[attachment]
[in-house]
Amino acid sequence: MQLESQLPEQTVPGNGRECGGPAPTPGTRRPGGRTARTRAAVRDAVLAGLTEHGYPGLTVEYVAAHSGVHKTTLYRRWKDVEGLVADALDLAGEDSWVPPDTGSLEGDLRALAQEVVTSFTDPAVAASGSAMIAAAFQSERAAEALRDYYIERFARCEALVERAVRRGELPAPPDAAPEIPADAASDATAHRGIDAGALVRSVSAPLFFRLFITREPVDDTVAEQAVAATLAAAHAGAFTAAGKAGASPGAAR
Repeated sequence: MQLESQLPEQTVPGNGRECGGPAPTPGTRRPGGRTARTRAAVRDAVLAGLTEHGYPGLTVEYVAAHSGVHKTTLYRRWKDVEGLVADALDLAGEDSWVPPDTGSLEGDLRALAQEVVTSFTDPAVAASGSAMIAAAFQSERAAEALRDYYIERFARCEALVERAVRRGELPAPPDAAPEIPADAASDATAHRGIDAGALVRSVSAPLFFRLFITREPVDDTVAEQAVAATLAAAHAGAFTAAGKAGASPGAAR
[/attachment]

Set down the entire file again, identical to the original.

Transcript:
[in-house]
Amino acid sequence: MQLESQLPEQTVPGNGRECGGPAPTPGTRRPGGRTARTRAAVRDAVLAGLTEHGYPGLTVEYVAAHSGVHKTTLYRRWKDVEGLVADALDLAGEDSWVPPDTGSLEGDLRALAQEVVTSFTDPAVAASGSAMIAAAFQSERAAEALRDYYIERFARCEALVERAVRRGELPAPPDAAPEIPADAASDATAHRGIDAGALVRSVSAPLFFRLFITREPVDDTVAEQAVAATLAAAHAGAFTAAGKAGASPGAAR
Repeated sequence: MQLESQLPEQTVPGNGRECGGPAPTPGTRRPGGRTARTRAAVRDAVLAGLTEHGYPGLTVEYVAAHSGVHKTTLYRRWKDVEGLVADALDLAGEDSWVPPDTGSLEGDLRALAQEVVTSFTDPAVAASGSAMIAAAFQSERAAEALRDYYIERFARCEALVERAVRRGELPAPPDAAPEIPADAASDATAHRGIDAGALVRSVSAPLFFRLFITREPVDDTVAEQAVAATLAAAHAGAFTAAGKAGASPGAAR